Trade Ministry office attendant handling procurements

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Trade Committee chairperson, Hon. Mwine Mpaka

Officials from the Ministry of Trade, Industries and Cooperatives led by their Permanent Secretary, Geraldine Ssali are in the eye of the storm over an office attendant who is reportedly conducting procurements on behalf of government.

The Committee on Trade, Tourism and Industry has been investigating procurement irregularities at the ministry where one Tom Opio, an office attendant has access to the Electronic Government Procurement (EGP) system and has been reportedly carrying out multimillion procurements with the knowledge of the ministry’s top officials.

In particular, members of the committee were shocked to hear that the said office attendant whose job description is to receive and dispatch mail and ensure the safety of office property and equipment, is the one who initiated the irregular procurement process of a contractor for the renovation of the Farmers House that houses the ministry at Shs6.2 billion and procurement of five second hand vehicles at a cost of Shs600 million each.

Geraldine Ssali (R) appearing before the Trade Committee with officials from her ministry

When Ssali was summoned by the committee chaired by Hon. Mwine Mpaka on Tuesday, 18 July 2023, she admitted that indeed Opio had user rights to the EGP system.

“Mr. Tom Opio, like any other users in every sub-department can all raise requisitions. Tom Opio might be an office attendant by title but he holds a degree in procurement,” Ssali said.


Ssali said that the decision to give Opio access to the system was informed by the limited staff in the Department of Procurement and his academic qualification.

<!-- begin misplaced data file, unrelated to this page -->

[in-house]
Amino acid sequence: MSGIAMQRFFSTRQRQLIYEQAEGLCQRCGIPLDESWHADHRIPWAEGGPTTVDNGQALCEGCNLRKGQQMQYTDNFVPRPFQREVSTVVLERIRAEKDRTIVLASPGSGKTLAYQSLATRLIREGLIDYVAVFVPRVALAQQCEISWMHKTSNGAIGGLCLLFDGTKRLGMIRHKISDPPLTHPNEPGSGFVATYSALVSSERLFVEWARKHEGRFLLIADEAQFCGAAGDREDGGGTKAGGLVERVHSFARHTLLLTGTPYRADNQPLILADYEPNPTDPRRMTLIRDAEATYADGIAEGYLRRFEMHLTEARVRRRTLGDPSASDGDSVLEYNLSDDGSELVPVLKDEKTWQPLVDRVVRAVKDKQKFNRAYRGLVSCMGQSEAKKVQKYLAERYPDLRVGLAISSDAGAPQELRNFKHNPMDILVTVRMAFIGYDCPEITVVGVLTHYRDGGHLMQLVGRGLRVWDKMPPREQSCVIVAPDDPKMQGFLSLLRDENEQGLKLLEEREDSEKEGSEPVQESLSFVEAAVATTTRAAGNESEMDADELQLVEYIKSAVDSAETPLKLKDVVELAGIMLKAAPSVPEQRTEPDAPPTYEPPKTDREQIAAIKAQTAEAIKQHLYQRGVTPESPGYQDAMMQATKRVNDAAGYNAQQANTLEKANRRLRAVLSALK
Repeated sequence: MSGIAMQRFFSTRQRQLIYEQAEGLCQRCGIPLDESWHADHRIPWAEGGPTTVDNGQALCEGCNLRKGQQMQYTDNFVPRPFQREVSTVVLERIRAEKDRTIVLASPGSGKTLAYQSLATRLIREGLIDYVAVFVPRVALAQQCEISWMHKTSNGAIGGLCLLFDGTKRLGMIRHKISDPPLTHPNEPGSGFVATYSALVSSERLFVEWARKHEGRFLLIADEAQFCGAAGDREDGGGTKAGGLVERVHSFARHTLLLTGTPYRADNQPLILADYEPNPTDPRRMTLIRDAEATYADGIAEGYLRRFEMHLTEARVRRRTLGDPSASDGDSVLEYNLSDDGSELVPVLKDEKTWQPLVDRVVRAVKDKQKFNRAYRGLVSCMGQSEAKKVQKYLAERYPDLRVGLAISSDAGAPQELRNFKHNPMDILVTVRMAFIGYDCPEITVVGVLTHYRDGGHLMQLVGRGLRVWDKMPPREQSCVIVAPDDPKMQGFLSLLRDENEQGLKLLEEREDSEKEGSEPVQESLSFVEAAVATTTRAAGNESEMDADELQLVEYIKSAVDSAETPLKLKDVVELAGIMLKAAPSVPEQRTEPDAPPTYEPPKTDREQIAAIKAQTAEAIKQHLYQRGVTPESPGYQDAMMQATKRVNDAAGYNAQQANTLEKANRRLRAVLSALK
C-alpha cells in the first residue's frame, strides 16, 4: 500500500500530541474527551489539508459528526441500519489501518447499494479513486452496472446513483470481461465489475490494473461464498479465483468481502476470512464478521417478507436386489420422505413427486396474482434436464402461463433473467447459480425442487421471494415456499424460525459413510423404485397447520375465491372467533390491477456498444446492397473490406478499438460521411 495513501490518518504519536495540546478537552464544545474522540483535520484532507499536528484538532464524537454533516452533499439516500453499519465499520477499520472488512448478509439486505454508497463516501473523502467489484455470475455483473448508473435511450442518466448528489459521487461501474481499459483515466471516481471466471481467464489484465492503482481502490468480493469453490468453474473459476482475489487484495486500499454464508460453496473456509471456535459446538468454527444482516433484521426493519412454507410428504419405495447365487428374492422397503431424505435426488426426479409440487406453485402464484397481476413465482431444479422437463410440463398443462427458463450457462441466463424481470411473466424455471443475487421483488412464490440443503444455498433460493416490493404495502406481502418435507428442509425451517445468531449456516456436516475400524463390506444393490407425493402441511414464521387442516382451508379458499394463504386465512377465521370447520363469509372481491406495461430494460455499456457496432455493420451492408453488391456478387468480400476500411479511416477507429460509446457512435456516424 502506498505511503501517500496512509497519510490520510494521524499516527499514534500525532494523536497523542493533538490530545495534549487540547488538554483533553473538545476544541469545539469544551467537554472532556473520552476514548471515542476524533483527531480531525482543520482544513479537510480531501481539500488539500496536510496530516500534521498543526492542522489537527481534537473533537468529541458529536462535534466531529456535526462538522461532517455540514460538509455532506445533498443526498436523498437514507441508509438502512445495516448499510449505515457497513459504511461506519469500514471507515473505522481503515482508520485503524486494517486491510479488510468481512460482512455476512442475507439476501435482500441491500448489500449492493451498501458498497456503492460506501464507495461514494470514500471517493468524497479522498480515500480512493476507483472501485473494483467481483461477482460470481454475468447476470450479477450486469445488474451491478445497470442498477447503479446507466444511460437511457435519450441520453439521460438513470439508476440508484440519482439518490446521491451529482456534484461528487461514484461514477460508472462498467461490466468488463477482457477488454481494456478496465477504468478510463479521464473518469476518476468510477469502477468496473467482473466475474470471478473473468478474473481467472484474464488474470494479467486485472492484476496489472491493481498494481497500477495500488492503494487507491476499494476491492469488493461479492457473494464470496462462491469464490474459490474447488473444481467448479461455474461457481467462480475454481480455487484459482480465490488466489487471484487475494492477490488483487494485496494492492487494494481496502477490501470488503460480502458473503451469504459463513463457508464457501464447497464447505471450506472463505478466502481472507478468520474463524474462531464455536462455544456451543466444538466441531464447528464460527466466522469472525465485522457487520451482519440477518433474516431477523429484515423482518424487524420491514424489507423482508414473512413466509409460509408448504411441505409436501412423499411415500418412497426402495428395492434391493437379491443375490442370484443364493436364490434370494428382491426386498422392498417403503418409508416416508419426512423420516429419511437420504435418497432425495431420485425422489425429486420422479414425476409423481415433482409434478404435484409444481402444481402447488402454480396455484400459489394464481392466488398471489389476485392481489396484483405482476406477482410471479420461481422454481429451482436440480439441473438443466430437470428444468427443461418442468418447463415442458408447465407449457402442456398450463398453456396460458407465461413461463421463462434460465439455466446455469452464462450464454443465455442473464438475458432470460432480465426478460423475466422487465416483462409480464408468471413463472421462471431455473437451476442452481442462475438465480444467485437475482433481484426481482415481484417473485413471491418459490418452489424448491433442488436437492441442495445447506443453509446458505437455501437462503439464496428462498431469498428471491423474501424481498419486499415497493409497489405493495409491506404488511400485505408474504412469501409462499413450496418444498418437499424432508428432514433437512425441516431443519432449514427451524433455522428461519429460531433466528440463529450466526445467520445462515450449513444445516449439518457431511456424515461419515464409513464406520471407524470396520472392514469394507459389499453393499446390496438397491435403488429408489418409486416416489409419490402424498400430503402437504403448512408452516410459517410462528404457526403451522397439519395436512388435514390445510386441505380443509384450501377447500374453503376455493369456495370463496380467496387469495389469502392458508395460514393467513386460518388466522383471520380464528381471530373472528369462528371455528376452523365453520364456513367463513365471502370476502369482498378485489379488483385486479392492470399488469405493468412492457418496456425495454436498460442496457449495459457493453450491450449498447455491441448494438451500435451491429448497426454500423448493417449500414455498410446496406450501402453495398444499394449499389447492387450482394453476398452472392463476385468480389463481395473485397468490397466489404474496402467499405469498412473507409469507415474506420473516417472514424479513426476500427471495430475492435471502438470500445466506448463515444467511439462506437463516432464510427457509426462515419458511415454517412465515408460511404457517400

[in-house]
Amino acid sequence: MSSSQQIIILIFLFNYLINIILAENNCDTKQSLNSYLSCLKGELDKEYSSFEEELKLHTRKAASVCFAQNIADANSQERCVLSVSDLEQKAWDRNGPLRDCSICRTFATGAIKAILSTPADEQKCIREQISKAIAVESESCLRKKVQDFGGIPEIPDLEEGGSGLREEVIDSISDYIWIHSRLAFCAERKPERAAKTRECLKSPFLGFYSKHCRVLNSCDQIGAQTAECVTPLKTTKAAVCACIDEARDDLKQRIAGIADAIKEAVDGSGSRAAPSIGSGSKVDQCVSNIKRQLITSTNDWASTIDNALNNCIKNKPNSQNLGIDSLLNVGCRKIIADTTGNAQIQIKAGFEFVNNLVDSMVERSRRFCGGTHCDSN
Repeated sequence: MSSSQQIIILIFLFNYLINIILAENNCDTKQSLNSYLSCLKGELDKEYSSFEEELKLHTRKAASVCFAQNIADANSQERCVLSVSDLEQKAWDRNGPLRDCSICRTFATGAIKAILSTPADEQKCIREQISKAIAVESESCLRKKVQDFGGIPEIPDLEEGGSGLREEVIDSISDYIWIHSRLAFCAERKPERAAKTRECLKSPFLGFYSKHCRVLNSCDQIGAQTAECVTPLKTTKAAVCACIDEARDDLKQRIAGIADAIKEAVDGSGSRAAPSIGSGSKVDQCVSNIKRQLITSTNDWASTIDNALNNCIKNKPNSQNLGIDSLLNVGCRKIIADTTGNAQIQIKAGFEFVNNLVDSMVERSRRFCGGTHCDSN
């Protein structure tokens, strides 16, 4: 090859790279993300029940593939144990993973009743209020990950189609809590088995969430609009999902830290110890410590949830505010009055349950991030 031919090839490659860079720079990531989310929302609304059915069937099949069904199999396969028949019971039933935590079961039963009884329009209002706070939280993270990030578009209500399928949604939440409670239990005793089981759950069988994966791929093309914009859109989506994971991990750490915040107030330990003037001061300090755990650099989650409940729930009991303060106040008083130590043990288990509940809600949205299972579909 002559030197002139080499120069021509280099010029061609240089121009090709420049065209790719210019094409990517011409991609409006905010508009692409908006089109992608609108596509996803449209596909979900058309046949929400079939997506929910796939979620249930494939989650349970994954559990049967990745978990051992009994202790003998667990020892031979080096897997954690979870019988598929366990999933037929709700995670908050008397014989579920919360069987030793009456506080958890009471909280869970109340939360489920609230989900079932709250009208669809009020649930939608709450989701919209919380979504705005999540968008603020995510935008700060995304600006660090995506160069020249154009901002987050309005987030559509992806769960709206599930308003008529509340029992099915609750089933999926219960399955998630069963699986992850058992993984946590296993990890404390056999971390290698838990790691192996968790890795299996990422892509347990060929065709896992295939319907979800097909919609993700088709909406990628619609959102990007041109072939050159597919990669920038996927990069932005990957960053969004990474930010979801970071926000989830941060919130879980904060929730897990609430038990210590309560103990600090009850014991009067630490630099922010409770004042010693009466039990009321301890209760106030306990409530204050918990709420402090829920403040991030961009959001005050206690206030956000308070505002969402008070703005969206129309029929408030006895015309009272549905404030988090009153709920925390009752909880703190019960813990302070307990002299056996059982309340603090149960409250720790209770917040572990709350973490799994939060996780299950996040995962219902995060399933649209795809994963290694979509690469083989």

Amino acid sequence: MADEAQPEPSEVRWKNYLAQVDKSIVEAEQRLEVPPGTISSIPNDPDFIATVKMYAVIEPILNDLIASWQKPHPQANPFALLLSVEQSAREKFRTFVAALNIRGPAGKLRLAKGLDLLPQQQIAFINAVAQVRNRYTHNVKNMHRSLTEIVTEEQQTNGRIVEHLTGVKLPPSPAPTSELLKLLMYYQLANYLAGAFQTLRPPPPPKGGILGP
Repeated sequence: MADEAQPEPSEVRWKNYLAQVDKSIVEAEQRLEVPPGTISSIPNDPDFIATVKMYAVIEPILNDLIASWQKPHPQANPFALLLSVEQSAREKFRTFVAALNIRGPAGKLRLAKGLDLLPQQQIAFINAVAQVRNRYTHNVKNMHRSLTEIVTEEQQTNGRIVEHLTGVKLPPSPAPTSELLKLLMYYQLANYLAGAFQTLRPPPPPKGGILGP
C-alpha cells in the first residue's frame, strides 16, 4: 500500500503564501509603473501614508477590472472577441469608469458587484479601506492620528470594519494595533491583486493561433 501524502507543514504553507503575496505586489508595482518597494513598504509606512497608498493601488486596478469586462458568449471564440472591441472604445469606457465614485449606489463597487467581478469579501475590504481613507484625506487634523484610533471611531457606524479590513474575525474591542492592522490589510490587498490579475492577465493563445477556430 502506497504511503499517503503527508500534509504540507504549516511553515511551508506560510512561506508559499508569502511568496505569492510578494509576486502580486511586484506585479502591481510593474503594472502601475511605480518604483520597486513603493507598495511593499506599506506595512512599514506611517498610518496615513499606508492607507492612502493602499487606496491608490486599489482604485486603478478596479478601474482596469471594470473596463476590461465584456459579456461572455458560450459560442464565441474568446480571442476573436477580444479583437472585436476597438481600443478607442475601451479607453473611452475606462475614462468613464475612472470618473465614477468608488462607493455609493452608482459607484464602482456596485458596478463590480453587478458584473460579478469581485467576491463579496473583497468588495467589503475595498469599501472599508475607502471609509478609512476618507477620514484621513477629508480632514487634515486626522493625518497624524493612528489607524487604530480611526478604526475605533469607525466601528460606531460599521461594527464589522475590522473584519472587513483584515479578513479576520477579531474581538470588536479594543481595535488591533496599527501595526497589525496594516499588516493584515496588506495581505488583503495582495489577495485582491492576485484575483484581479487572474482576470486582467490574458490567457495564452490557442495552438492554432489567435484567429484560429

“…This office attendant is a graduate of Makerere University in procurement and supplies and also has a diploma. This is a man who had potential but only that he did not find a job in his profession. So you may demean him but he actually qualifies to procure,” Ssali said.

However, she disclaimed that despite giving him the user rights, she did not authorise him to do procurement as his day-to-day work.
“Those rights were given to Tom Acwera, [the then procurement officer],” she added.

Her remarks infuriated MPs who wondered why the accounting officer would abuse her office to that extent.
“Is the Permanent Secretary in order to confuse the House [meeting] that because the person has some books then he is right to be a procurement officer yet his job description is very clear?” Hon. Gaffa Mbwatekamwa (NRM, Igara County West) said.

Hon Mbwatekamwa (in bowtie) was unhappy that the PS defended the office attendant’s involvement in procurements

Mpaka ruled Ssali out of order adding that Opio still has access to the system and continues to make procurements on behalf of the ministry.

Opio again denied conducting any procurements despite agreeing that he has user rights.

However, Alfred Lapyem, the former Head of Procurement Officer pinned Opio saying he was ‘involved in everything’.
“When we disagreed on procurement [for the renovation of the building], I was struck off the procurement system. So all the procurements including the purchase of vehicles were done by Tom Acwera and Tom Opio,” Lapyem said.

The committee also continued to query why the ministry flouted procurement laws, ignored guidance from the Ministry of Works and Transport and irregularly resorted to restricted bidding to procure a contractor to renovate their building at Shs6.2 billion.

According to the Public Procurement and Disposal of Public Assets (PPDA) Act, an agency or ministry can only use restricted bidding in procurement of services whose contract sum does not exceed Shs500 million.

Restricted bidding is the procurement method where bids are obtained by direct invitation without open advertisement.

Acwera said they resorted to restricted bidding and not the required open bidding due to time restrictions.

The MPs also asked the ministry to explain what informed their decision to revise the contract sum from the initial Shs4.6 billion as assessed by Ministry of Works to Shs6.2 billion.

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